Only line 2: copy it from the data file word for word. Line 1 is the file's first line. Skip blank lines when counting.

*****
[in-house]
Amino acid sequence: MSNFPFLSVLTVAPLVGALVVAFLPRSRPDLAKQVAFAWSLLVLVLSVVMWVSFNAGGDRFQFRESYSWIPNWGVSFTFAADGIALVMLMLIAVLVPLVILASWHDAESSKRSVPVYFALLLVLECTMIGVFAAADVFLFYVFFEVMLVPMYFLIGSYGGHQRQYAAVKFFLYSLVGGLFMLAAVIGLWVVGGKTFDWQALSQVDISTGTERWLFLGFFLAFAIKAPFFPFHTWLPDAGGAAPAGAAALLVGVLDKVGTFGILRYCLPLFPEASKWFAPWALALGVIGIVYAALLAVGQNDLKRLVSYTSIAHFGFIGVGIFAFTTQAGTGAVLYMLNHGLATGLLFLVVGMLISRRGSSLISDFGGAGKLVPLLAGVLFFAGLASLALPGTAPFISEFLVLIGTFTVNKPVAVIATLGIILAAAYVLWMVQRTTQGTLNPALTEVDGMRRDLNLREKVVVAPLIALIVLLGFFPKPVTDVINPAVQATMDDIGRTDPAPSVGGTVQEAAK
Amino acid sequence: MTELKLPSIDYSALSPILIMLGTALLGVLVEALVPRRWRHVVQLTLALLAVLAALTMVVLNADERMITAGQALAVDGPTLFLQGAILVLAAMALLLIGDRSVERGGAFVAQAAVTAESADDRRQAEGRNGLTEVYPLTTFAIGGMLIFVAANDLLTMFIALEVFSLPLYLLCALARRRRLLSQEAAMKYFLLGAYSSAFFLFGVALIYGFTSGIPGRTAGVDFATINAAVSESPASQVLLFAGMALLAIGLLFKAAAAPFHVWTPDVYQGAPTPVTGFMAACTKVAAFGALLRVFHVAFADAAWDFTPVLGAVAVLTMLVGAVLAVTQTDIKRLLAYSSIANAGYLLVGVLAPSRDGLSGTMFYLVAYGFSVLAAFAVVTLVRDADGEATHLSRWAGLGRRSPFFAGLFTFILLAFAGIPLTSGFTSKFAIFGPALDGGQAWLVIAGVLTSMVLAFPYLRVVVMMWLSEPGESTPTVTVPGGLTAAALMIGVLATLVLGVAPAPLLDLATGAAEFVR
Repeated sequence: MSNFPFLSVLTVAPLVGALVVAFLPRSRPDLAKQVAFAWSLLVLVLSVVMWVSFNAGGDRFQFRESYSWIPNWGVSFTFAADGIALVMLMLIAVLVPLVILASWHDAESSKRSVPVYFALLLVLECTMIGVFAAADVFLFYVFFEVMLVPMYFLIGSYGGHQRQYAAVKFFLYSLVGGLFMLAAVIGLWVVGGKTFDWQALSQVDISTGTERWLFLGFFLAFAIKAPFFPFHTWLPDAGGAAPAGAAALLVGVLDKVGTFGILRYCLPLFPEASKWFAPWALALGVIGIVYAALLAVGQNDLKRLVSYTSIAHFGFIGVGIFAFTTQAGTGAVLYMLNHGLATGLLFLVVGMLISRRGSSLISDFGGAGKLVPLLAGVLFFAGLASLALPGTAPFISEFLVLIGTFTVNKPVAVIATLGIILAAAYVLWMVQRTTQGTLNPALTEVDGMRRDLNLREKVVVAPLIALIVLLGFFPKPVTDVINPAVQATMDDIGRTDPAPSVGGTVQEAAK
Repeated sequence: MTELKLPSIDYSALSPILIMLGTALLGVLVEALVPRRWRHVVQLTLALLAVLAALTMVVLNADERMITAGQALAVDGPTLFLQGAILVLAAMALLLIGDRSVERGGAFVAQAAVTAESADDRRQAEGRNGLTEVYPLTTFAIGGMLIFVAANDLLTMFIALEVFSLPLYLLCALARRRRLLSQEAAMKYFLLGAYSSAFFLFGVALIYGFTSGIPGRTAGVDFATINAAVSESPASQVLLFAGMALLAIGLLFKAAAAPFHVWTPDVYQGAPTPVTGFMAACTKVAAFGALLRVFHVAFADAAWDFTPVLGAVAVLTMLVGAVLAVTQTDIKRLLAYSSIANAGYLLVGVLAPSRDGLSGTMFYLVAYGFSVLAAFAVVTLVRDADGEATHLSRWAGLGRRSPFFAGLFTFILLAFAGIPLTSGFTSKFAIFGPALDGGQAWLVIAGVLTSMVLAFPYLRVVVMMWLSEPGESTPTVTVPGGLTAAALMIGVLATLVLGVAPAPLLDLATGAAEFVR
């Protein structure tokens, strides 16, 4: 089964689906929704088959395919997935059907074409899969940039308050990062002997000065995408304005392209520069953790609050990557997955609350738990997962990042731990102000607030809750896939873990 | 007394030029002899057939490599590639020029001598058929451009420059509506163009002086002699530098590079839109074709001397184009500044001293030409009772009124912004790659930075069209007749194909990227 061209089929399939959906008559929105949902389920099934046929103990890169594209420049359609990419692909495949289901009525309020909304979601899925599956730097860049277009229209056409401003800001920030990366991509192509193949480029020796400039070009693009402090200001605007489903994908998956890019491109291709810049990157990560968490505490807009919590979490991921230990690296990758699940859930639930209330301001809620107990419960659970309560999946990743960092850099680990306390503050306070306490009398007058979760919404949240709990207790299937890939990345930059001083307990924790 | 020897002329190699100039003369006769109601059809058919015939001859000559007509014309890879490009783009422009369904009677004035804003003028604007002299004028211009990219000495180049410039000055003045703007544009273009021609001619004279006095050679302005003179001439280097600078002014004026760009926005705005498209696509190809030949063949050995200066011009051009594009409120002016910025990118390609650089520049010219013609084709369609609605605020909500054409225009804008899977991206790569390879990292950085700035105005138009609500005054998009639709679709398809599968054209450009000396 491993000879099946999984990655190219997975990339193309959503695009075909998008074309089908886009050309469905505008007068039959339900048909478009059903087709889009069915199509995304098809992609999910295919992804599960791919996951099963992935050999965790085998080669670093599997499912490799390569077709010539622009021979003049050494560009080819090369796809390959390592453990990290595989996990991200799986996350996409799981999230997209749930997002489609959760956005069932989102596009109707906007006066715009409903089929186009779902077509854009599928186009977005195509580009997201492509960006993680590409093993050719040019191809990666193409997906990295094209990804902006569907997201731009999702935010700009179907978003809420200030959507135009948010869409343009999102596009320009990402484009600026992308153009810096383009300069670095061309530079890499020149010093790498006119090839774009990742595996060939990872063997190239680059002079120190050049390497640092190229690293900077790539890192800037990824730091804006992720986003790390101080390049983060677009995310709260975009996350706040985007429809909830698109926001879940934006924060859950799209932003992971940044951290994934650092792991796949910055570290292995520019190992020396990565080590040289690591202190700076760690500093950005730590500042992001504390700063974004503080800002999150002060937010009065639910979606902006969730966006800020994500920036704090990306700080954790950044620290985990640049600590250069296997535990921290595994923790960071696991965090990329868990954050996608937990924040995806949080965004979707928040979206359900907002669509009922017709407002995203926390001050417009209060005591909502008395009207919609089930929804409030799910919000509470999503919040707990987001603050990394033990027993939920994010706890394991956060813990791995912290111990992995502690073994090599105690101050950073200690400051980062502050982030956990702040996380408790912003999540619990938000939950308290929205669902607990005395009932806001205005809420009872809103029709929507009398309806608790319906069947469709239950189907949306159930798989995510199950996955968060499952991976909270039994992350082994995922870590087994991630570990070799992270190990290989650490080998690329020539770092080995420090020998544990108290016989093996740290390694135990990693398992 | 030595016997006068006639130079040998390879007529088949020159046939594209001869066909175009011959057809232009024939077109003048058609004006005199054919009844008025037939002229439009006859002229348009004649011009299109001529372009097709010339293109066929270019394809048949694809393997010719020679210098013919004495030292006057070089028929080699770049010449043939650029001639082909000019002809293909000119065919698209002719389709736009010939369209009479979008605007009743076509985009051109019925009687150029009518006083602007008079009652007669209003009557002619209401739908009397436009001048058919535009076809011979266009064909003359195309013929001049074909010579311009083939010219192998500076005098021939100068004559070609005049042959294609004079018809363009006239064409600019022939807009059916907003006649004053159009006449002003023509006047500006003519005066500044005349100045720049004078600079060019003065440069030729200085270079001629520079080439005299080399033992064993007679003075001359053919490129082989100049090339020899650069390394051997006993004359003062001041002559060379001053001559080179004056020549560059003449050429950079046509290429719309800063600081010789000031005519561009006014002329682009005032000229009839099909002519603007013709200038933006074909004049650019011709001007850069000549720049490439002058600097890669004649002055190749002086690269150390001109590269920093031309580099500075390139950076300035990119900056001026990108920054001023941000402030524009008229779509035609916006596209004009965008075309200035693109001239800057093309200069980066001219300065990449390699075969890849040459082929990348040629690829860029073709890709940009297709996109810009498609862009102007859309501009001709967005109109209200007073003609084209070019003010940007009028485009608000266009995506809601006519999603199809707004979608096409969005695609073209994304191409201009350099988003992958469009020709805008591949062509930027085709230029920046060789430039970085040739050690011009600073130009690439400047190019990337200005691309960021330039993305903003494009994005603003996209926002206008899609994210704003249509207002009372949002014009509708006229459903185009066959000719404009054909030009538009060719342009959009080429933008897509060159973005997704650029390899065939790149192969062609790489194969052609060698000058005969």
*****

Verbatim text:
Amino acid sequence: MSNFPFLSVLTVAPLVGALVVAFLPRSRPDLAKQVAFAWSLLVLVLSVVMWVSFNAGGDRFQFRESYSWIPNWGVSFTFAADGIALVMLMLIAVLVPLVILASWHDAESSKRSVPVYFALLLVLECTMIGVFAAADVFLFYVFFEVMLVPMYFLIGSYGGHQRQYAAVKFFLYSLVGGLFMLAAVIGLWVVGGKTFDWQALSQVDISTGTERWLFLGFFLAFAIKAPFFPFHTWLPDAGGAAPAGAAALLVGVLDKVGTFGILRYCLPLFPEASKWFAPWALALGVIGIVYAALLAVGQNDLKRLVSYTSIAHFGFIGVGIFAFTTQAGTGAVLYMLNHGLATGLLFLVVGMLISRRGSSLISDFGGAGKLVPLLAGVLFFAGLASLALPGTAPFISEFLVLIGTFTVNKPVAVIATLGIILAAAYVLWMVQRTTQGTLNPALTEVDGMRRDLNLREKVVVAPLIALIVLLGFFPKPVTDVINPAVQATMDDIGRTDPAPSVGGTVQEAAK